The government has lost billions to unemployment fraud. Can it get it back?
The federal government is unlikely to recover most of the billions of dollars in unemployment insurance fraud that plagued its Covid recovery programs, independent government watchdogs said Wednesday.
“History will tell us there is a very low percentage that would likely be recovered from fraud,” said Comptroller General Gene Dodaro.
“The recovery rate is clearly gonna be far below what the fraud rate is,” added Michael Horowitz, chairman of the federal Pandemic Response Accountability Committee, an independent government watchdog.
California lost an estimated $20 billion to fraudulent claims, most of it in federally funded benefit programs, and dozens of investigations are underway aiming to catch and prosecute scammers and recover as much money as possible.
As of November, the state’s Employment Development Department reported 1,751 investigations into fraud have been opened in the last three years. There have been 278 convictions and more than $1.1 billion seized or recovered so far as investigations into pandemic fraud continue. EDD manages the state’s unemployment program.
Nationally, estimates of money from the federal programs lost to fraud range as high as $400 billion, but as Labor Department Inspector General Larry Turner said, “It’s going to actually take quite awhile to ever figure out how much.”
Most of California’s trouble stemmed from the federally-funded PUA program, created by Congress in March 2020 weeks after COVID began devastating the economy as a means of supporting workers who don’t qualify for regular state unemployment benefits. Other programs were also established to help the millions of people who suddenly lost their jobs.
PUA lacked the safeguards that are in the regular unemployment insurance program. That “created multiple high-reward targets where an individual could make a fraudulent claim with relatively low risk of being caught,” Turner said Wednesday of scams throughout the country.
He told the House committee that “as time went on, one fraudster could have been issued several unemployment insurance debit cards, with tens of thousands of dollars on each card.”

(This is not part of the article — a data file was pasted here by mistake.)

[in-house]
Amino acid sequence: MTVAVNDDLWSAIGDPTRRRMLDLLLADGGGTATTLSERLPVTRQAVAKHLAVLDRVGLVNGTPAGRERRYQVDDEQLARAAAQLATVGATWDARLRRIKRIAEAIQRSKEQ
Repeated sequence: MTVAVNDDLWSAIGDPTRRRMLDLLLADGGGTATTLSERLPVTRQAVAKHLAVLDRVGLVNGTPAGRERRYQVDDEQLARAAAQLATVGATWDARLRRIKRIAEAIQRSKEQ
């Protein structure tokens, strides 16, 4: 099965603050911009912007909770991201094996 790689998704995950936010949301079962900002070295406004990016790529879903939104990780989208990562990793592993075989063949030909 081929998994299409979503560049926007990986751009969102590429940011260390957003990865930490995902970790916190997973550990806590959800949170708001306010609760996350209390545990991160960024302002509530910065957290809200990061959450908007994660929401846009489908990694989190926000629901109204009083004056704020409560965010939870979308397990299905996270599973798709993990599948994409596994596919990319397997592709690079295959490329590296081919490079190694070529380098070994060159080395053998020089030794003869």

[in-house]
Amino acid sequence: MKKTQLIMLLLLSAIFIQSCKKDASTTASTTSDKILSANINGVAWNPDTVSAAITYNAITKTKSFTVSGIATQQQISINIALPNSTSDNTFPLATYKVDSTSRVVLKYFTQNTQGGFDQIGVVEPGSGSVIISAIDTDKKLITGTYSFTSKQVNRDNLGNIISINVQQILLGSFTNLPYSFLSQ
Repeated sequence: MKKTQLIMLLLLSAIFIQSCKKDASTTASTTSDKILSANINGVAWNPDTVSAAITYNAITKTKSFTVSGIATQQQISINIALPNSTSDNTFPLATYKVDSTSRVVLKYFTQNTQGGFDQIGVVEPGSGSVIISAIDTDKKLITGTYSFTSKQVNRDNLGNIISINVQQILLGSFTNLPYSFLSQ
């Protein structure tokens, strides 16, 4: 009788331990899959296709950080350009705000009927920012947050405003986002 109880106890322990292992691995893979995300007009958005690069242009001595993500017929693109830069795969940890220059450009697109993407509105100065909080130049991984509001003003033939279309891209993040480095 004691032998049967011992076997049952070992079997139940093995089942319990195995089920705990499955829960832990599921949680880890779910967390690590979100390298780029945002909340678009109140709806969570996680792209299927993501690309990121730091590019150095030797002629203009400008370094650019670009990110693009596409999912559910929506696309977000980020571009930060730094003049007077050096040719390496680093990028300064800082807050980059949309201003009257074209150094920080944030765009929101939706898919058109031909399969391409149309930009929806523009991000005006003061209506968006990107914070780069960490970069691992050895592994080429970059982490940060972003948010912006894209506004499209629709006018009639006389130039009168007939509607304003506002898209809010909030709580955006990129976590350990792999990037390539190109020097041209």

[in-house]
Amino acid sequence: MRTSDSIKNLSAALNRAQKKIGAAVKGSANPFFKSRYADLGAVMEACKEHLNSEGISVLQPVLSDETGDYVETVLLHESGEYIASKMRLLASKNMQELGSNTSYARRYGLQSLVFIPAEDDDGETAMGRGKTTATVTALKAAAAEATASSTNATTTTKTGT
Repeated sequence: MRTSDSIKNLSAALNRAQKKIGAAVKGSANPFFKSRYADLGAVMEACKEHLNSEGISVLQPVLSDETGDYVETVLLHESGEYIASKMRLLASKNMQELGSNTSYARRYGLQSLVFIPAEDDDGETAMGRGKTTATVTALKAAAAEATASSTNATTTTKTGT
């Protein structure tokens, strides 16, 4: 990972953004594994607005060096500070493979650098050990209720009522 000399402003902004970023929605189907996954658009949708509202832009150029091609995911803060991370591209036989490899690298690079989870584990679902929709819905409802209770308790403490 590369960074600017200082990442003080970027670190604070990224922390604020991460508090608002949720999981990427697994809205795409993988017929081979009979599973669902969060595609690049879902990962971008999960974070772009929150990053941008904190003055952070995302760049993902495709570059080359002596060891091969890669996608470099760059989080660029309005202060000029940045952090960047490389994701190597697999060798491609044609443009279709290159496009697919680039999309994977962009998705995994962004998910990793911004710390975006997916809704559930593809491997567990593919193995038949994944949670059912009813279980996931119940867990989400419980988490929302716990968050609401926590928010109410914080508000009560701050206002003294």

The hearing is the second in two weeks on the massive unemployment fraud that plagued the COVID-related unemployment program. The House Oversight and Accountability Committee is investigating the unemployment system in California and three other states.
Ways and Means heard testimony Wednesday as part of its effort to determine how much pandemic-related aid was wasted or subject to fraud. The hearing’s title was “The Greatest Theft of Taxpayer Dollars: Unchecked Unemployment Fraud.”
Republicans run the House committees, and Democrats charged the GOP’s efforts are misguided.
The COVID unemployment programs and other relief “had a positive effect,” said Rep. Judy Chu, D-Pasadena.
“Let’s not allow the action of criminals distract us from the fact that pandemic UI saved millions of American families,” said Rep. Linda Sanchez, D-Whittier.
Republicans insisted the PUA program was a mess, and needs to be thoroughly examined.
“Every dollar that went to fraud is a dollar that didn’t go to those who needed it,” said Chairman Jason Smith, R-Mo.
Rep. Beth Van Duyne, R-Texas, grilled the watchdogs for answers on where the money went.
“Do we know how much money went to International organizations and foreign actors?” she asked. “Do we know if this money fell into the hands of terrorist organizations? Can we track how much money actually went overseas?”
And, Van Duyne asked, “Do we have any hope of ever seeing those dollars again?”
The watchdogs said it’s unlikely, but dozens of investigations are continuing aggressively on several fronts.
PUA, which ended in September 2021, was federally funded. While the regular jobless insurance program is a joint federal-state program, both federal and state regulations govern the program. With PUA, states had to create and launch the federally funded program and follow requirements set by the federal government.